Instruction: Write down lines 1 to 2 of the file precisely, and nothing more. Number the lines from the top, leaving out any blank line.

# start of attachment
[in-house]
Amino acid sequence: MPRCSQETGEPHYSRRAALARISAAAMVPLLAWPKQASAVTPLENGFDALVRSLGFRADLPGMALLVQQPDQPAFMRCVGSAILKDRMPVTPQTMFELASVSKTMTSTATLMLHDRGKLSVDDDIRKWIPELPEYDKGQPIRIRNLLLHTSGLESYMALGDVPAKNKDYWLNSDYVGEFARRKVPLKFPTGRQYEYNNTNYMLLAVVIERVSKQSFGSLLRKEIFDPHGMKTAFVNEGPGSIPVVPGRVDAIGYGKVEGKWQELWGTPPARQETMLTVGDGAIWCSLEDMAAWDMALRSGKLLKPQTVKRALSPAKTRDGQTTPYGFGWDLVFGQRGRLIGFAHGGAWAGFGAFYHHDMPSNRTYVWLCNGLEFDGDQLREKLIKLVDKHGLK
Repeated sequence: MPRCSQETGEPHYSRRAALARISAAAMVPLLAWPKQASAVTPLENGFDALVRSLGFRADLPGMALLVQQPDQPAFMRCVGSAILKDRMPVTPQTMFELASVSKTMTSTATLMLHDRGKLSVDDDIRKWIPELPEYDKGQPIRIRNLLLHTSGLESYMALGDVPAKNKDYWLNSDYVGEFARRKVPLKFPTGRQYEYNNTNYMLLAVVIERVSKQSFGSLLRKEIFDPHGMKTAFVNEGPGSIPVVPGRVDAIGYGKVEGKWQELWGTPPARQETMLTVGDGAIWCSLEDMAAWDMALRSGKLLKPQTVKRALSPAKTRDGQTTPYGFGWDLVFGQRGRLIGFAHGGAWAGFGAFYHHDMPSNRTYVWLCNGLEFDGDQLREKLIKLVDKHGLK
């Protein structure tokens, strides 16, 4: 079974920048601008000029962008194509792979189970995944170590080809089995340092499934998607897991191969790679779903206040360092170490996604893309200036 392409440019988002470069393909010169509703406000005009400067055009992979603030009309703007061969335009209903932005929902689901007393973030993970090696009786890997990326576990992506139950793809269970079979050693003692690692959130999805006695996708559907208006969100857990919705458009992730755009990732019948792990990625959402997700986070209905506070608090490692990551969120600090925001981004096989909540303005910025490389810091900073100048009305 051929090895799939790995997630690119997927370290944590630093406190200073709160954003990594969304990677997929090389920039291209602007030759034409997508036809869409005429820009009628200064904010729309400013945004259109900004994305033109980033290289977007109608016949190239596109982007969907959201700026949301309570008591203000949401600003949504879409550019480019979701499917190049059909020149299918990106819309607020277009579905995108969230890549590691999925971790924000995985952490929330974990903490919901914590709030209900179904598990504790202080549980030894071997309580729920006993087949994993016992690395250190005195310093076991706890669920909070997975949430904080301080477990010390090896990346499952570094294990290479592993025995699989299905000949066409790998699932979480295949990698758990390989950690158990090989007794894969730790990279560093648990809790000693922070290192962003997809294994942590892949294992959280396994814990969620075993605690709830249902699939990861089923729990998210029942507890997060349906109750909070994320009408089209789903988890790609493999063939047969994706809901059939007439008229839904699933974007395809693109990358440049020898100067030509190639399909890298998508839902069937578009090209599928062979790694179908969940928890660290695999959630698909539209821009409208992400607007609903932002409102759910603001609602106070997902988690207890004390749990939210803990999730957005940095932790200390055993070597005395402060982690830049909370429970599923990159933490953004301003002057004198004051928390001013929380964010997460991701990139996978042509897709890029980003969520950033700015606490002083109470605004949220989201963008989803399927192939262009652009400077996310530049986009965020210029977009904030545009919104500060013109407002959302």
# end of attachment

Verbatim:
[in-house]
Amino acid sequence: MPRCSQETGEPHYSRRAALARISAAAMVPLLAWPKQASAVTPLENGFDALVRSLGFRADLPGMALLVQQPDQPAFMRCVGSAILKDRMPVTPQTMFELASVSKTMTSTATLMLHDRGKLSVDDDIRKWIPELPEYDKGQPIRIRNLLLHTSGLESYMALGDVPAKNKDYWLNSDYVGEFARRKVPLKFPTGRQYEYNNTNYMLLAVVIERVSKQSFGSLLRKEIFDPHGMKTAFVNEGPGSIPVVPGRVDAIGYGKVEGKWQELWGTPPARQETMLTVGDGAIWCSLEDMAAWDMALRSGKLLKPQTVKRALSPAKTRDGQTTPYGFGWDLVFGQRGRLIGFAHGGAWAGFGAFYHHDMPSNRTYVWLCNGLEFDGDQLREKLIKLVDKHGLK